• Availability options: No infrastructure redundancy required
  • Image: Windows 10 Pro, Version 2004 - Gen2
  • Size: Standard_B1s - 1 vcpu, 1 GiB memory

Screenshot of the Azure portal, showing the Basics tab of Windows virtual machine setup.

Your VM must be reachable over the internet. For simplicity in this walkthrough, you can open all ports and assign the VM a Public IP address. You can do so in the Networking tab of virtual machine setup.

Screenshot of the Azure portal, showing the Networking tab of Windows virtual machine setup.

Warning

Opening all ports to the internet is not recommended for production solutions, as it can present a security risk. You may want to consider other security strategies for your environment.

Collect the Public IP value to use in the next step.

Finish the VM setup.

Install OPC UA simulation software

From your new Windows virtual machine, install the Prosys OPC UA Simulation Server.

Once the download and install are completed, launch the server. It may take a few moments for the OPC UA Server to start. Once it's ready, the Server Status should show as Running.

Next, copy the value of Connection Address (UA TCP). Paste it somewhere safe to use later. In the pasted value, replace the machine name part of the address with the Public IP of your VM from earlier, like this:

opc.tcp://<ip-address>:53530/OPCUA/SimulationServer

You'll use this updated value later in this article.

Finally, view the simulation nodes provided by default with the server by selecting the Objects tab and expanding the Objects::FolderType and Simulation::FolderType folders. You'll see the simulation nodes, each with its own unique NodeId value.

Capture the NodeId values for the simulated nodes that you want to publish. You'll need these IDs later in the article to simulate data from these nodes.

Tip

Verify the OPC UA Server is accessible by follow the "Verify the OPC UA Service is running and reachable" steps in the Step-by-step guide to installing OPC Publisher on Azure IoT Edge.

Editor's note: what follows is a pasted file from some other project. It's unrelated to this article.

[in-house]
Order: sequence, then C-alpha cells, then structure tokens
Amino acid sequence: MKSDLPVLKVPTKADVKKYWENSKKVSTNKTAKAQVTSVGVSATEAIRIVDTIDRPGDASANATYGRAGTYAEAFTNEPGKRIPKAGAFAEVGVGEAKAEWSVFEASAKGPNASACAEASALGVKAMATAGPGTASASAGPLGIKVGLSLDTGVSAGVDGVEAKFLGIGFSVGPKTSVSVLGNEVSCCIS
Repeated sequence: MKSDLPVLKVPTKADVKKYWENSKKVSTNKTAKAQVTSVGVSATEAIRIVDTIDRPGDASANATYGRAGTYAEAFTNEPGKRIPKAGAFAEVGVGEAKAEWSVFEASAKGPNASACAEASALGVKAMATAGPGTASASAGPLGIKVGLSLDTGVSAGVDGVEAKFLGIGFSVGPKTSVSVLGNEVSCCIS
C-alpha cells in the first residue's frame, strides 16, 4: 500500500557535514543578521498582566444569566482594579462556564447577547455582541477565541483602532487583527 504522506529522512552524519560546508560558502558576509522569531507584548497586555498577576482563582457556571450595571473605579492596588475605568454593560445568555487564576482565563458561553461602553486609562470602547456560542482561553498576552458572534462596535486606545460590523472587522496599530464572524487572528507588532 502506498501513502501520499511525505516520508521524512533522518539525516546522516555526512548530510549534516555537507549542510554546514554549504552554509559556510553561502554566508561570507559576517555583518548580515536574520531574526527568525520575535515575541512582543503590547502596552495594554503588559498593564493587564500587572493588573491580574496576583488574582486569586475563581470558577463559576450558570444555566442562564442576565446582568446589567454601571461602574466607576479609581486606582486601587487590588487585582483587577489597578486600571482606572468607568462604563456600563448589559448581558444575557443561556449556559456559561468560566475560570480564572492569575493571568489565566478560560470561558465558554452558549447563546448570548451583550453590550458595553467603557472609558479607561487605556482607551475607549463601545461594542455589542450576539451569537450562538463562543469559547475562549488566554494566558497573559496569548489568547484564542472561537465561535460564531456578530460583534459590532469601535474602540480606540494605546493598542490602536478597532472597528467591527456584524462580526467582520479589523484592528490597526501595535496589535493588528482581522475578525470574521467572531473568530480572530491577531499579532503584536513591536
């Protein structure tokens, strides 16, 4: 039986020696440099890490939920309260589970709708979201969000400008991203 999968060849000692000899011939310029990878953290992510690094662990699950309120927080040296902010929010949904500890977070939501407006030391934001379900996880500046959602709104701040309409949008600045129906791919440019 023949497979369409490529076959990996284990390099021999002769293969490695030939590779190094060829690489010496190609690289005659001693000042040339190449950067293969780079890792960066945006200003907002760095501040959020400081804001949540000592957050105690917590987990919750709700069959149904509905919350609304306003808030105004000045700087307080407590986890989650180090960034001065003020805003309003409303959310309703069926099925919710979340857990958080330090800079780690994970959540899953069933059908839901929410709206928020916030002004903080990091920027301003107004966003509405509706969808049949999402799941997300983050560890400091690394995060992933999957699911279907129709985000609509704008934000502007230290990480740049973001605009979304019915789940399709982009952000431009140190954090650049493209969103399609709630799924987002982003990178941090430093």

Verify completion

In this section, you set up the OPC UA Server for simulating data. Verify that you've completed the following checklist:

  • Prosys Simulation Server is set up and running
  • You've copied the UA TCP Connection Address (opc.tcp://<ip-address>:53530/OPCUA/SimulationServer)
  • You've captured the list of NodeIds for the simulated nodes you want published

Set up IoT Edge device

In this section, you'll set up an IoT Hub instance and an IoT Edge device.

First, create an Azure IoT Hub instance. For this article, you can create an instance in the F1 - Free tier.

Screenshot of the Azure portal showing properties of an IoT Hub.

After you've created the Azure IoT Hub instance, select IoT Edge from the instance's left navigation menu, and select Add an IoT Edge device.

Screenshot of adding an IoT Edge device in the Azure portal.

Follow the prompts to create a new device.

Once your device is created, copy either the Primary Connection String or Secondary Connection String value. You'll need this value later when you set up the edge device.

Screenshot of the Azure portal showing IoT Edge device connection strings.

Verify completion

In this section, you set up IoT Edge and IoT Hub in preparation to create a gateway device. Verify that you've completed the following checklist:

  • IoT Hub instance has been created.
  • IoT Edge device has been provisioned.

Set up gateway device

To get your OPC UA Server data into IoT Hub, you need a device that runs IoT Edge with the OPC Publisher module. OPC Publisher will then listen to OPC UA node updates and will publish the telemetry into IoT Hub in JSON format.

Create Ubuntu Server virtual machine